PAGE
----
AWP, or the Association of Writers and Writing Programs (that’s actually AWWP, but we’ll let that slide), is billed as an annual celebration of authors, teachers, writing programs, literary centers and small press publishers. Every year these bibliophile masses descend on a North American city (Chicago, this year) to promote, mingle, fraternize, frolic, freak out, fight, deal, dole and drink. The book fair is the centerpiece, the polestar of the conference; a nerve-jouncing nerve center of tables and stalls and booths tucked away in the belly of the Chicago Hilton hotel on South Michigan Ave.
From early morning to early evening you navigate, or try to navigate, the lower levels of the hotel. You spend half the day in line for coffee. You spend the other half trying to find the restroom, and the following day trying to find it again. You scan, you probe, you hover. Major magazines and prominent publishers nonchalantly beckon, whereas the dregs of the fair — the print-on-demand poets, the chapbook anthologists, the self-help self-publishers — rope you in with homemade cookies and boxed wine before capsizing you with a 500-page eco-thriller set in an imaginary region of Northern Virginia … in the future. At the end of the day, weighed down by all the free goods you’ve amassed, dreading for the state of your mailbox once all those new subscriptions start coming in, you return to your hotel and take a deep breath and upend the minibar. Then you go back out to the bars and parties and off-site dances. Rinse, repeat.
Chicago 2012 was my first AWP. This is worth noting; it meant I hadn’t yet assumed the jaded demeanor of some of the AWP-vets. “I’m entering my jaded phase,” one editor told me. It was his third time. Others will speak of conferences past as one might speak of lost youth (“Ah, you should have been to Atlanta … ”) or debauched conquests (“You think this is crazy? This is nothing. Vancouver! Now that was wild … ”). I spent my days manning a table for a literary magazine, hustling and haggling, enticing new subscribers, making polite conversation with wild-eyed nutjobs (every literary event has them; dragging all their worldly possessions in a mail sack or duffel bag they sit in corners flipping through books and magazines, on the prowl for subliminal messages and encoded government secrets). Every now and then I wandered off or got lost. Occasionally I attended panels or readings.
What struck me there were the slightly deluded notes struck by conference organizers and officials. At one of the readings we were given some rather predictable spiel about “the beauty” of 10,000 litterateurs flying in to participate in this celebration of the nation’s literary culture. We were encouraged to take a moment to consider this fact — as though it were an anomaly and not a routine turn-out for a conference that has been taking place annually since 1978. And as for the culture? Well, look at it. It’s probably seen better days. Reluctantly it shows up, dragging its feet, jackknifed by coughing fits (“Jesus, are you OK?”), complaining of all the time it spends in hotel conferences and creative writing classes. “Try to imagine,” it says, hacking every few words, “Nathanael West in a booth, smiling under a banner for Octopus Books, or Mary McCarthy chatting to a self-published sonneteer from Dubuque.”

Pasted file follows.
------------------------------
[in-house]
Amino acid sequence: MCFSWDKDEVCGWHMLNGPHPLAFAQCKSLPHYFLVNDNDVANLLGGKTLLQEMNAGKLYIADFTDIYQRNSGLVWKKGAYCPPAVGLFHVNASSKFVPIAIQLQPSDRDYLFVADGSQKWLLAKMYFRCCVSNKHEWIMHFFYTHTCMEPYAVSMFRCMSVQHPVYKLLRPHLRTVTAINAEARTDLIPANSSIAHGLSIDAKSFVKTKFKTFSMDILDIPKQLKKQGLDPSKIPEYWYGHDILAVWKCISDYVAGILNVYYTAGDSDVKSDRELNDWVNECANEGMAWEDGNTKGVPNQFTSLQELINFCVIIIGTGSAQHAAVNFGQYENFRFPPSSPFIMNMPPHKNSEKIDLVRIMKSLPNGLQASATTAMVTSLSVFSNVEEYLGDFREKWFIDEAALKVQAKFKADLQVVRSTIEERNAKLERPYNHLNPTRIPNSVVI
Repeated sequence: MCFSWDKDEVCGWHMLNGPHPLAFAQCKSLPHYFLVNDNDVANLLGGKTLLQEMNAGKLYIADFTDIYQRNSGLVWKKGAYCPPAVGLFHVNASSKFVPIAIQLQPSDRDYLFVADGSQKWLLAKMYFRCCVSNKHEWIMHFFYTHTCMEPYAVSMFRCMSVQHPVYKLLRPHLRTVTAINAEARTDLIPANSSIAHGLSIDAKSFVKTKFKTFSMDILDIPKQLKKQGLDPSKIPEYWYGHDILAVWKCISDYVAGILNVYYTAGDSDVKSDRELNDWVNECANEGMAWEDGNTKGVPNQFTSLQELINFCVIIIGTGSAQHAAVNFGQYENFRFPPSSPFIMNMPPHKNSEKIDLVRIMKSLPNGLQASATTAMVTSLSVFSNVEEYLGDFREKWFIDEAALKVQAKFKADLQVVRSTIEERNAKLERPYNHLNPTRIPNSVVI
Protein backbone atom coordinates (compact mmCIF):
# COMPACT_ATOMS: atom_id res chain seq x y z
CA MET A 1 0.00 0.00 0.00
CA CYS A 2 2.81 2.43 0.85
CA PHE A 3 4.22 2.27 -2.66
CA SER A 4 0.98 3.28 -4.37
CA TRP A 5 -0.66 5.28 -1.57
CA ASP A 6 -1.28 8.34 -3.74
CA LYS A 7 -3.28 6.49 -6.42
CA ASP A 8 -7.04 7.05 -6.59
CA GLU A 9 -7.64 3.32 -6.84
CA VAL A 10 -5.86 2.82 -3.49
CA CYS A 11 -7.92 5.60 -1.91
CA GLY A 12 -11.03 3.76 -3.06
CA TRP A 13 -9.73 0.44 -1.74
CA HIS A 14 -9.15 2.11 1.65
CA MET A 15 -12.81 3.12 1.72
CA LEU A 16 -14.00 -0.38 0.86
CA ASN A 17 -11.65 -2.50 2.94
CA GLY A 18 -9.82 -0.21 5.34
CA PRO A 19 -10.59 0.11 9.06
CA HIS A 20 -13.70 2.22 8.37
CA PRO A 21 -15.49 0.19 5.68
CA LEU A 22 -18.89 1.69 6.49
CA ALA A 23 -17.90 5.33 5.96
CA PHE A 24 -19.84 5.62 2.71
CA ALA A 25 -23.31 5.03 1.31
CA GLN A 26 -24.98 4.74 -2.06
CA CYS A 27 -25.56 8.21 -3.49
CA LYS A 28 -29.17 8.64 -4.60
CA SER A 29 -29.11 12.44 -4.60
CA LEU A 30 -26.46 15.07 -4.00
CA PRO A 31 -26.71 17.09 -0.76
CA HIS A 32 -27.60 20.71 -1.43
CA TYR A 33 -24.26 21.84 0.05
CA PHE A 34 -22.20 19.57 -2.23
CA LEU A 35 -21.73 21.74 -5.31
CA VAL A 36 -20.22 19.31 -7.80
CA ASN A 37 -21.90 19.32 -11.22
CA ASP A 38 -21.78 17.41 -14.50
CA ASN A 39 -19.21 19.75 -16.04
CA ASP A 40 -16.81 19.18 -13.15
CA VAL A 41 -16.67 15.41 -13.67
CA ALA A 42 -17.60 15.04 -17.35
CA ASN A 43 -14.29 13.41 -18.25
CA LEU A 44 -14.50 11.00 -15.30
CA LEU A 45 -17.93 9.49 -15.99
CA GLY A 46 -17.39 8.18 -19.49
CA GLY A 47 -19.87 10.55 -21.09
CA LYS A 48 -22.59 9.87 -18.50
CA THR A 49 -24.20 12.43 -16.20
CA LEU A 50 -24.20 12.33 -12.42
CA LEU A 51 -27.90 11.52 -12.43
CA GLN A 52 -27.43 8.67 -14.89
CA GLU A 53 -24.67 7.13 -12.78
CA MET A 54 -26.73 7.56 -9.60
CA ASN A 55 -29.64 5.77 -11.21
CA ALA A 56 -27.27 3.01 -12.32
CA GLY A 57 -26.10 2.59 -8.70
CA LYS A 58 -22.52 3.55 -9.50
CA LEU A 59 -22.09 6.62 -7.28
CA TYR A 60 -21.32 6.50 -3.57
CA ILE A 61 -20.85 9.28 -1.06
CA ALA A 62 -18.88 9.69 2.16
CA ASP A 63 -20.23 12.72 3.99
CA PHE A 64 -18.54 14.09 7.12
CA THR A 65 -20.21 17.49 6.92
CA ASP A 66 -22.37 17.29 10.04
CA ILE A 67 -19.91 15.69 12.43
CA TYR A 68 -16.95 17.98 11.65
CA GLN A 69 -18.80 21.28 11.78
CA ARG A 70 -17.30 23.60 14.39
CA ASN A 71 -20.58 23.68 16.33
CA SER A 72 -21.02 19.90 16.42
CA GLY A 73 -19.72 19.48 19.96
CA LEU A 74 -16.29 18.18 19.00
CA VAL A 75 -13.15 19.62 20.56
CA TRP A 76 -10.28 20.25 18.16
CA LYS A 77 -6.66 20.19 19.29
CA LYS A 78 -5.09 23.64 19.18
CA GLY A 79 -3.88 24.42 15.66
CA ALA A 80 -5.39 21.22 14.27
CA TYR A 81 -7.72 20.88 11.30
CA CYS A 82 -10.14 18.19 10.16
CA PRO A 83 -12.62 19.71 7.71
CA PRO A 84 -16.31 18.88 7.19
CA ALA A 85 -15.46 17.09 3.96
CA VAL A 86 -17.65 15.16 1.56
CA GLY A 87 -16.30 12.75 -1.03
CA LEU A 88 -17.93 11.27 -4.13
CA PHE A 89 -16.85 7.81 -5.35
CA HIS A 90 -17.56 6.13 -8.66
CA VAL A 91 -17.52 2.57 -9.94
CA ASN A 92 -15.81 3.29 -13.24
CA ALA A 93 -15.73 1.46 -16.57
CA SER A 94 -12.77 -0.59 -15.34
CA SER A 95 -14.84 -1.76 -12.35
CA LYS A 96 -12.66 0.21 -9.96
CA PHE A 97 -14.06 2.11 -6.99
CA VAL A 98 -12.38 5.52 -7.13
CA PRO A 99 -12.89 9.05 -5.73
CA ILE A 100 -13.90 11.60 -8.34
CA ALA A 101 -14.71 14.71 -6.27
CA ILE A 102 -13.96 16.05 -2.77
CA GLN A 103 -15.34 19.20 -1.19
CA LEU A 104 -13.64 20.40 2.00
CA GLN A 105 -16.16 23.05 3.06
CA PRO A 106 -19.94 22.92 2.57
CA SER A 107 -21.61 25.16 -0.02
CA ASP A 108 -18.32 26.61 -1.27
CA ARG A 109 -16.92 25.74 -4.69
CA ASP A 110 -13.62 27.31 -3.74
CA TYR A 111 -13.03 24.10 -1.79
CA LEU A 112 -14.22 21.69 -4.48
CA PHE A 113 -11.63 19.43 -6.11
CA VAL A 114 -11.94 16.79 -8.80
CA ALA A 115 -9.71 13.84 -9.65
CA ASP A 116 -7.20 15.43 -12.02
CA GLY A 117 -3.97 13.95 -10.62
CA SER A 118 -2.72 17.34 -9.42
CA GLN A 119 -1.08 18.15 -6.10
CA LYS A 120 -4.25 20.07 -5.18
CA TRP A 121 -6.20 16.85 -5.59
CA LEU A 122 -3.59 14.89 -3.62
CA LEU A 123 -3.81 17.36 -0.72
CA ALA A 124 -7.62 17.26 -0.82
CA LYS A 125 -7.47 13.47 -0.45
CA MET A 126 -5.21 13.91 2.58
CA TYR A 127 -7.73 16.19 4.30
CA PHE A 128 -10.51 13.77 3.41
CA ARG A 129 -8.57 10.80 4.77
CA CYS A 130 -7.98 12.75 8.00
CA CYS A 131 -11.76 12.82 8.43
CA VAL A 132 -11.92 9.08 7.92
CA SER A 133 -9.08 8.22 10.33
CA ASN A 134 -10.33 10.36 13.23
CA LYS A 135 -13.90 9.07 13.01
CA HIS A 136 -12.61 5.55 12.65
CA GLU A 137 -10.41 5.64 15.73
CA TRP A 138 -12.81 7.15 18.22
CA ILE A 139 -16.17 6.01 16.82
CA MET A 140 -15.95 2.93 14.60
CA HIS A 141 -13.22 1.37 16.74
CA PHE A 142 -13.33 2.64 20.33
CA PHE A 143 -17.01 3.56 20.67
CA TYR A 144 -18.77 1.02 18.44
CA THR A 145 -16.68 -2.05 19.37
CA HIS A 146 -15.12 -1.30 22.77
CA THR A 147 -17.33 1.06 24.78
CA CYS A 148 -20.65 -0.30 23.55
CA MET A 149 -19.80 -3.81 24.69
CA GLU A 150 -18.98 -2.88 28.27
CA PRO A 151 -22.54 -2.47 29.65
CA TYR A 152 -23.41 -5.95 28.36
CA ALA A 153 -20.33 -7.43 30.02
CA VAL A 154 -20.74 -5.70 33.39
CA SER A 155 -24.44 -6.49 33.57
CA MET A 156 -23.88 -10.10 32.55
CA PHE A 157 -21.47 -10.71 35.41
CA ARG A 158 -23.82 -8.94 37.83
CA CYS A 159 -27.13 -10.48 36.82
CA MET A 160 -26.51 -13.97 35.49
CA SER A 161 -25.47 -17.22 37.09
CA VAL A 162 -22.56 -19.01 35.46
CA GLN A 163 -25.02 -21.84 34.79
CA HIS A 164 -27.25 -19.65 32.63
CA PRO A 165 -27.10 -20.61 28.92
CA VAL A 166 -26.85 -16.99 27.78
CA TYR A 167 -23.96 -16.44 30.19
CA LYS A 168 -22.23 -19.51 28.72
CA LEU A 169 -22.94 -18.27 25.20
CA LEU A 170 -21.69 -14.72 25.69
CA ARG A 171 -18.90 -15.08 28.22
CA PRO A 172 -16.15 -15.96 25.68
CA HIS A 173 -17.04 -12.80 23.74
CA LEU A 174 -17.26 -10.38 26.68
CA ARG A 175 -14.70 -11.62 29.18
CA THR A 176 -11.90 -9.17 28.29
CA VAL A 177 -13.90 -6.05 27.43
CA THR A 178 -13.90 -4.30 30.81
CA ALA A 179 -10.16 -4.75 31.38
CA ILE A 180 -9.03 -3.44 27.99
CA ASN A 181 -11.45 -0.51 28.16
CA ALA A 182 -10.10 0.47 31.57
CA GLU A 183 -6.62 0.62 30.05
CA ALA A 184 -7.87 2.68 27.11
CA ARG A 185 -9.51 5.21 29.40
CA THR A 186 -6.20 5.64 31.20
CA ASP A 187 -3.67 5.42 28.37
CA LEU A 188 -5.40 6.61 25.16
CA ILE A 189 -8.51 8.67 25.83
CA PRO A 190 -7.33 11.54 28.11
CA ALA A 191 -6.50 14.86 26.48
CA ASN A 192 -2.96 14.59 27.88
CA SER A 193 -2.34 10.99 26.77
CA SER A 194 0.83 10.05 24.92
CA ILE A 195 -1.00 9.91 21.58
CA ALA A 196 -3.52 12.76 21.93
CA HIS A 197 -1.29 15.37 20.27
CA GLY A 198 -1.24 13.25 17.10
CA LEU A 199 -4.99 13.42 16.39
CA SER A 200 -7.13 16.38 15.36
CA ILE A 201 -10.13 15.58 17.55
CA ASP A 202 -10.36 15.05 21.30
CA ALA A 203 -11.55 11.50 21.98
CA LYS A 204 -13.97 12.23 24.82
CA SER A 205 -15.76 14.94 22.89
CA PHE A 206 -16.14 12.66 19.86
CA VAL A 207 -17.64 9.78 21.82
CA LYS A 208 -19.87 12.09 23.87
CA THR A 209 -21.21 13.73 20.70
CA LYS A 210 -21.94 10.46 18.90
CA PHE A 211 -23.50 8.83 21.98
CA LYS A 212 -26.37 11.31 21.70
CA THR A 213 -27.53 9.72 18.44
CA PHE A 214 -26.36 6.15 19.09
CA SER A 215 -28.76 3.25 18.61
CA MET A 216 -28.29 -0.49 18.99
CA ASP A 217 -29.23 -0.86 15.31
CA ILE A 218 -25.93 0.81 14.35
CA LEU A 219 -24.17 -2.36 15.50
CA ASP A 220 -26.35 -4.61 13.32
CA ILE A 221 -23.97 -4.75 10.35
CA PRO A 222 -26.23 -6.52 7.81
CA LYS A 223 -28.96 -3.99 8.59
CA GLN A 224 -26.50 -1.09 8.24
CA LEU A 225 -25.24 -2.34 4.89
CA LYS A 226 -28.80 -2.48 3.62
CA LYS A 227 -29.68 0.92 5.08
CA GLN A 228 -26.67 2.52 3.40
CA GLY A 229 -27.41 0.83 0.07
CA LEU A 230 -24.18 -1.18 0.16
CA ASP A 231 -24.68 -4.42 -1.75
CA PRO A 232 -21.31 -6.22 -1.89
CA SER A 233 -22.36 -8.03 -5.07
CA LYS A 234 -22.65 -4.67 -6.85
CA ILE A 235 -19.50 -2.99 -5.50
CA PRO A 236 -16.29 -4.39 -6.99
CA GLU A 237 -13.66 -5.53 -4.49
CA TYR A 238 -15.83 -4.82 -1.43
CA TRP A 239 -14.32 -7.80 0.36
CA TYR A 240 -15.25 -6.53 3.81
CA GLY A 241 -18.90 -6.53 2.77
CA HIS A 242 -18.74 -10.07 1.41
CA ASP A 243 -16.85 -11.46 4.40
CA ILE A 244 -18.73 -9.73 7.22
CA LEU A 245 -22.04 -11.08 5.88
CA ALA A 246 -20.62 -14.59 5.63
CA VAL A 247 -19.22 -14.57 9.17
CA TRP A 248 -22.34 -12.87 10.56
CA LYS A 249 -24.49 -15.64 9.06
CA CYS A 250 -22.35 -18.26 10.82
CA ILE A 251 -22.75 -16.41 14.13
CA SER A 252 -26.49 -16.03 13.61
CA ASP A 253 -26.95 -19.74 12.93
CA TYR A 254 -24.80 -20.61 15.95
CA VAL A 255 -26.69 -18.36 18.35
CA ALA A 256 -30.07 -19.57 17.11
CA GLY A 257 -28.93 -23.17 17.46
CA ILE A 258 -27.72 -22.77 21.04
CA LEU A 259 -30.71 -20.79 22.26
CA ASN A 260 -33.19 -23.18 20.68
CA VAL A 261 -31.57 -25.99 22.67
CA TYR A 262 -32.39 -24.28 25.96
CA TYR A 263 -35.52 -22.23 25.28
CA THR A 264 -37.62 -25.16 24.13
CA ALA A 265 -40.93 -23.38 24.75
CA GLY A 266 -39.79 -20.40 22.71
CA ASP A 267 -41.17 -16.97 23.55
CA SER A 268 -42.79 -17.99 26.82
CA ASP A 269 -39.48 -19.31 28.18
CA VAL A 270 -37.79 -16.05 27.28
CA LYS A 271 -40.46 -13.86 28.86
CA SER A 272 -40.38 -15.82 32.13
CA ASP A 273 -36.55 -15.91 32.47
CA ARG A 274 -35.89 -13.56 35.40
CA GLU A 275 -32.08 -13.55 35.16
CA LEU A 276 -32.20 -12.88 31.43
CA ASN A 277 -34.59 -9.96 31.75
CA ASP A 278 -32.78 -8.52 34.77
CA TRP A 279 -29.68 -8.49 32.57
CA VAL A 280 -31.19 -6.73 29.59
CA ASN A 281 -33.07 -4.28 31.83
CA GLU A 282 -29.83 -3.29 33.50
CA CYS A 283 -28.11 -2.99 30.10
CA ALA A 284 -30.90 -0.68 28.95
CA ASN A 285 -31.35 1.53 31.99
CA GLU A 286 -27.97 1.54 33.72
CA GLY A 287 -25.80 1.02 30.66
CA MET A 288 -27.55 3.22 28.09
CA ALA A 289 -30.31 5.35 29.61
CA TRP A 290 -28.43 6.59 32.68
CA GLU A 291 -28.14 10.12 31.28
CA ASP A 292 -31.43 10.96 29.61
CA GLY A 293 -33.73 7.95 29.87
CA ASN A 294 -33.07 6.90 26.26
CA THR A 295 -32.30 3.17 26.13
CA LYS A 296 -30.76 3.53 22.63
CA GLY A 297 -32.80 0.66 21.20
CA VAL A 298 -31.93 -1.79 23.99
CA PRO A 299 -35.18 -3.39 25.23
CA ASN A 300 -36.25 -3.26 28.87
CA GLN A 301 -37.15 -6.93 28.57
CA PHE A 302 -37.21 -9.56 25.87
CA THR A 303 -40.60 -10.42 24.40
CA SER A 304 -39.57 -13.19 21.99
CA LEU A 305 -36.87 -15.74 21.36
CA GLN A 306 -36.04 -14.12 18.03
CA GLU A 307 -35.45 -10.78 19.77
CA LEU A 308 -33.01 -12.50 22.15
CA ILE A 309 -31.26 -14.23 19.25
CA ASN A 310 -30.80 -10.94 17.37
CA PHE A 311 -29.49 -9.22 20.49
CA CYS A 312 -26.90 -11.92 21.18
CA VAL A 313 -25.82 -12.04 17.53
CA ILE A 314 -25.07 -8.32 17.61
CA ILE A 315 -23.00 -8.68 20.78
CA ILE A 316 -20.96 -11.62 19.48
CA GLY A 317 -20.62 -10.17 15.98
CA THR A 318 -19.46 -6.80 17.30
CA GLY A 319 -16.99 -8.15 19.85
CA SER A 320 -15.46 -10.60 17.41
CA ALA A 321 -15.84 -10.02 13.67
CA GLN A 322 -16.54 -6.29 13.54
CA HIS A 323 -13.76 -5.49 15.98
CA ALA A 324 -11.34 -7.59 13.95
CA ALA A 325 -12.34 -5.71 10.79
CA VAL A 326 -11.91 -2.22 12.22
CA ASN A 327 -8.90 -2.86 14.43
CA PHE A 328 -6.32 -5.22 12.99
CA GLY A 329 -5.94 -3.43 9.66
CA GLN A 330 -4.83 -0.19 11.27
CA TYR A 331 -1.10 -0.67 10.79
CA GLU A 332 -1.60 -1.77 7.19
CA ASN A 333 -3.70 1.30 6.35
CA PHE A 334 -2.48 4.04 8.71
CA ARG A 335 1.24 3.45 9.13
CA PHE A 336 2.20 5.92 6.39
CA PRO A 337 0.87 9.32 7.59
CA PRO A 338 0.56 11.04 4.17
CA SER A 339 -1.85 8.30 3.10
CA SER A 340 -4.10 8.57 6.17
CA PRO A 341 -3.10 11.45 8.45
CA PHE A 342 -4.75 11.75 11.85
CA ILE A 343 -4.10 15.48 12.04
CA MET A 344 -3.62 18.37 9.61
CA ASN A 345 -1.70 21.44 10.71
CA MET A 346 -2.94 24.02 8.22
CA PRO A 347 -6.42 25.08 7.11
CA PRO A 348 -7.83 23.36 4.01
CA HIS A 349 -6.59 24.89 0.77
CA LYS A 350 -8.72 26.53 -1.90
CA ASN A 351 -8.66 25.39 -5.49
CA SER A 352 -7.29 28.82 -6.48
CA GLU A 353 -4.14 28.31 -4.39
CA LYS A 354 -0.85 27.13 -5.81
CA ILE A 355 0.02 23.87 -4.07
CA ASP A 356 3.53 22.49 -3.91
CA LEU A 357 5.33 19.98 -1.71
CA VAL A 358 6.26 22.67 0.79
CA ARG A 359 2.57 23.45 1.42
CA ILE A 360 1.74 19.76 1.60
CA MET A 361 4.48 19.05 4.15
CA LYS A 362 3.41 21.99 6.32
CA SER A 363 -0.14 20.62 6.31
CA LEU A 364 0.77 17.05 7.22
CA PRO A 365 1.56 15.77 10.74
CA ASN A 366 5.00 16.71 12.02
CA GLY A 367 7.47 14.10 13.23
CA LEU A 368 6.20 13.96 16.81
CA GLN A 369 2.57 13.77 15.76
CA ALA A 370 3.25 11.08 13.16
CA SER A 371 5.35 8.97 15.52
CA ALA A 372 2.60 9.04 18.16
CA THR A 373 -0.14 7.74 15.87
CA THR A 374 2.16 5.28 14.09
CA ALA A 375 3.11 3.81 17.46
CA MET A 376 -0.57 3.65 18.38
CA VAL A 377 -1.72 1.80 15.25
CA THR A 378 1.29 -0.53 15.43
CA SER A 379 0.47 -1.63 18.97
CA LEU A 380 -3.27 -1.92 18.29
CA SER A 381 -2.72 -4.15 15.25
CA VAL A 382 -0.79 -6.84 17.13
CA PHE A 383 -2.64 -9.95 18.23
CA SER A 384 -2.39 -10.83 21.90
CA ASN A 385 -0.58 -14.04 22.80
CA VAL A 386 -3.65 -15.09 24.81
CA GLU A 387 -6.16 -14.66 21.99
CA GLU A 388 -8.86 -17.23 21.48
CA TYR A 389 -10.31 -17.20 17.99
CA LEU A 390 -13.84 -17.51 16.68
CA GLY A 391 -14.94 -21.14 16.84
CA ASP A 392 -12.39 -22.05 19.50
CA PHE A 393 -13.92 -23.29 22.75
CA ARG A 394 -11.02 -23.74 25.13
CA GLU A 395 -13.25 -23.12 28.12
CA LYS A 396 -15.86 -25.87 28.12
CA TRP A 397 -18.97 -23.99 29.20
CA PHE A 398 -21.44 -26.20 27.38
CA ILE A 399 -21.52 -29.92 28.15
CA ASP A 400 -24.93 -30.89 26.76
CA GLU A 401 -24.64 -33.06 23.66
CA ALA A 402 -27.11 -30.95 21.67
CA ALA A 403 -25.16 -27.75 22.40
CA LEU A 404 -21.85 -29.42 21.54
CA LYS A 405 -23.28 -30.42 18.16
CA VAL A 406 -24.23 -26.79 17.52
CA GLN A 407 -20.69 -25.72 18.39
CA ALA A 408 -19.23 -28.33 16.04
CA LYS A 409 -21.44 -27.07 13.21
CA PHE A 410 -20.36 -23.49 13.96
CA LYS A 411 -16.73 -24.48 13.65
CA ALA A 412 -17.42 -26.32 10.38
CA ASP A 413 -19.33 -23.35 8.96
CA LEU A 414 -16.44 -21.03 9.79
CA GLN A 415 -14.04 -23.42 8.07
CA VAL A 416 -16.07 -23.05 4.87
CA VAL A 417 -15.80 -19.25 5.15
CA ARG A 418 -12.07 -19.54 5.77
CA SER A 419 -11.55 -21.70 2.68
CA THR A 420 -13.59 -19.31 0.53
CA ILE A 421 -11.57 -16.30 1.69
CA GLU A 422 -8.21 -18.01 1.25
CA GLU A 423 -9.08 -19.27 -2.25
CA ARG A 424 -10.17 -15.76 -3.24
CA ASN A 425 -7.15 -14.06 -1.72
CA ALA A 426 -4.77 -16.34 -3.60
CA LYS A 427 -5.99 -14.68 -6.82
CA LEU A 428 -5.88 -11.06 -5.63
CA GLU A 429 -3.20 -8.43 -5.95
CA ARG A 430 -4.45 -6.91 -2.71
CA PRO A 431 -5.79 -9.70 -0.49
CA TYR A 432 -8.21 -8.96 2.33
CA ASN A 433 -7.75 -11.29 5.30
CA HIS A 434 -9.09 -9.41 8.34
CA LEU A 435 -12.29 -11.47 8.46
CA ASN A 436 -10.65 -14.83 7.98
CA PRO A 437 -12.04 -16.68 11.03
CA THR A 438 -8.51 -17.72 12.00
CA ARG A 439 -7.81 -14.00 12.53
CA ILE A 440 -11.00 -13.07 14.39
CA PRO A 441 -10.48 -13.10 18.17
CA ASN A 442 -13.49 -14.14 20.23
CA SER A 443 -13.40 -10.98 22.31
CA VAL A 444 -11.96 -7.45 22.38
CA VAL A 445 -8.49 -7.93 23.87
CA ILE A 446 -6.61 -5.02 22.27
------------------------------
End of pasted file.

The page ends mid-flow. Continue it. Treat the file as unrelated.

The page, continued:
The culture — rough beast that it is — probably begrudges AWP its necessity. Like any other major industry conference, it’s about doing business, and literature, these days, needs business. Like a bunch of dentists or automotive dealers, the litterateurs spend four days ensconced in flashy hotels in cities away from home, hustling and scheming for the sake of Art. Accordingly, there is much fraternizing and self-promoting. Equal thought and effort is devoted to planning and promotion as is to figuring out which party to go to at night. Oh, but in this last department, how instantly we become aficionados! Slumped over tables the next day, avoiding eye contact with last night’s squeeze, there is much gainsaying and outdoing of one another.
Gradually, the fair begins to feel like a prelude to the real business of the evening, which is pleasure. It begins to feel like college, maybe even high school. On the fourth day this was laughably apparent: the exhibit halls were paper-strewn and coffee-stained; sallow pubs and eds and interns sat meekly in nooks and corners; banners and displays wilted in the heat of human proximity. The morning after the prom.
Actually, what the fair really began to resemble was a casino: the noise and clamor and boozy camaraderie; the swift exchanges of currency; the exit signs that lead you anywhere but the exit. And like a casino, the house always wins. I imagine the Hilton did pretty well that weekend, whereas the rest of us left Chicago a little poorer, our wallets a little lighter. (Unlike car-dealers or dentists, we don’t have any practices or dealerships to return to). Cabbing out to O’Hare early Sunday morning, I had only two things on my person: a compound hangover and a razed forest-worth of leaflets and flyers and business cards. “Just carry-on,” I told the clerk at the check-in counter, wishing I’d brought the Advil tablets generously provided by room service.
Queuing up for security, who should I see out of the corner of my eye but that hairy-limbed rascal, the literary culture, looking more haggard and smashed than usual, jetting off to fight the odds another day. But that’s OK. As Frank Zappa pithily put it, “Art is making something out of nothing and selling it.” Sell on, brave litterateurs.
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